There is only very modest discomfort following the surgery for exostoses-- which is usually easily managed with paracetamol and an anti- inflammatory ( such as celecoxib/nurofen etc), and taken only as long as needed.  I advise avoiding heavy lifting or straining for two weeks afterwards, which may mean being"off work"  and "no gym" for some people. Plenty of walking  for light exercise is fine.

It's rare to need this procedure done twice, if the ears are well protected from cold afterwards, however I have had to perform revision surgery many times for surfers who have had their surgery done elsewhere.

Here are some examples of ears which have been widened.

Exostoses right  
Pre op right ear   Post op right ear
Pre op left ear   Post op left ear

Risks of surgery

Fortunately, in experienced hands these are all very rare indeed. These may include:

  • General Anaesthesia- In general, most people having this operation are fit, active and well. For those with no other medical conditions, the risk of a life threatening consequence is less than the risk of driving to the clinic, and less than the risk of flying- something most people will do without a second thought. Everyone is assessed and advised  pre operatively by a specialist anaesthetist.
  • Scarring- this may very rarely occur behind the ear or in the ear canal. 
  • Ear drum or hearing bone damage. Ear drum damage is readily repaired "on the spot".
  • Hearing loss. In any ear operation there is a risk of approximately 1% of this occurring, due to drilling noise or other factors. This may be  measurable on a hearing test, but is  not necessarily always detectable by the consumer. Since 1997 when I first started operating in private practice, I have not had a single case where a patient mentioned hearing loss after exostosis surgery.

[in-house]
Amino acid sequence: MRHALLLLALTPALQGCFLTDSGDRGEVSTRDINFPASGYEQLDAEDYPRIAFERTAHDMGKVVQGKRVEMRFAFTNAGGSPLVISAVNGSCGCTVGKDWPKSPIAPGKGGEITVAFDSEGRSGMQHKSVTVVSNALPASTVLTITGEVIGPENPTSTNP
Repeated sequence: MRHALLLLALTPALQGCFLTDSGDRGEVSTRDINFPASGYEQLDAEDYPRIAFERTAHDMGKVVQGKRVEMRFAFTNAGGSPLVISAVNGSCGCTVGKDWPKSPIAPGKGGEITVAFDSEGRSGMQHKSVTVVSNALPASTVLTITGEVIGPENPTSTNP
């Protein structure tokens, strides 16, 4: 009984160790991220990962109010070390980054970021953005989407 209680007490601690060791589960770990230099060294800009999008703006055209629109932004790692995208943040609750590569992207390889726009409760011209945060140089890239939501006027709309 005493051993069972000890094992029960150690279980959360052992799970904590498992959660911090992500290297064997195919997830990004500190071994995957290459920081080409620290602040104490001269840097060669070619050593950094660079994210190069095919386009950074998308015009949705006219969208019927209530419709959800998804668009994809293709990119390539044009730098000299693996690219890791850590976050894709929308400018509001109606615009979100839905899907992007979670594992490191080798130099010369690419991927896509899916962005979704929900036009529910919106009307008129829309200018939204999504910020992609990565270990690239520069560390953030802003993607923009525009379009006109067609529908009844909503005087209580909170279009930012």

• Tinnitus (ringing in the ear). This is  not uncommon (but rarely troublesome)  in the few weeks post operatively, and almost always resolves.
  • Facial nerve injury- resulting in a partial or complete facial paralysis. This is described in otolaryngology journals, but in well over a thousand operations I have performed on the ear, this has never occurred.
  • Ear Numbness- this is temporary, and not troublesome, following an incision behind the ear.  It's better to treat exostoses earlier rather than later, so the operation may be performed directly down the ear canal.
  • Ear prominence- this is rare, but may occur after incisions behind the ear. It usually , but not always resolves completely. Again, it's better to deal with exostoses earlier, to avoid this.

Benefits of surgery

  • No water trapping-- the ears clear completely and easily
  • Substantially reduced risk of ear canal infections

The information on this website is for general guidance only. For specific advice relating to your exostoses, please call  631 1965 to make an appointment. Telehealth/Video consultations are available if you have good quality photos of your ears.

If you live far from Auckland (or even if you do live in Auckland),  and your doctor or audiologist can take photos of your ear canals, I'm very happy for you to E mail these to me  (This email address is being protected from spambots. You need JavaScript enabled to view it.) to give you general guidance to see whether your exostoses might be best removed, and what technique might suit you best.

The earlier symptomatic exostoses are treated, the simpler the surgery and the quicker the healing.

Reviewed January 2024




Where to find us?

Gillies Hospital and Clinic,
160 Gillies Ave, Epsom, Auckland
Phone Number
(09) 631 1965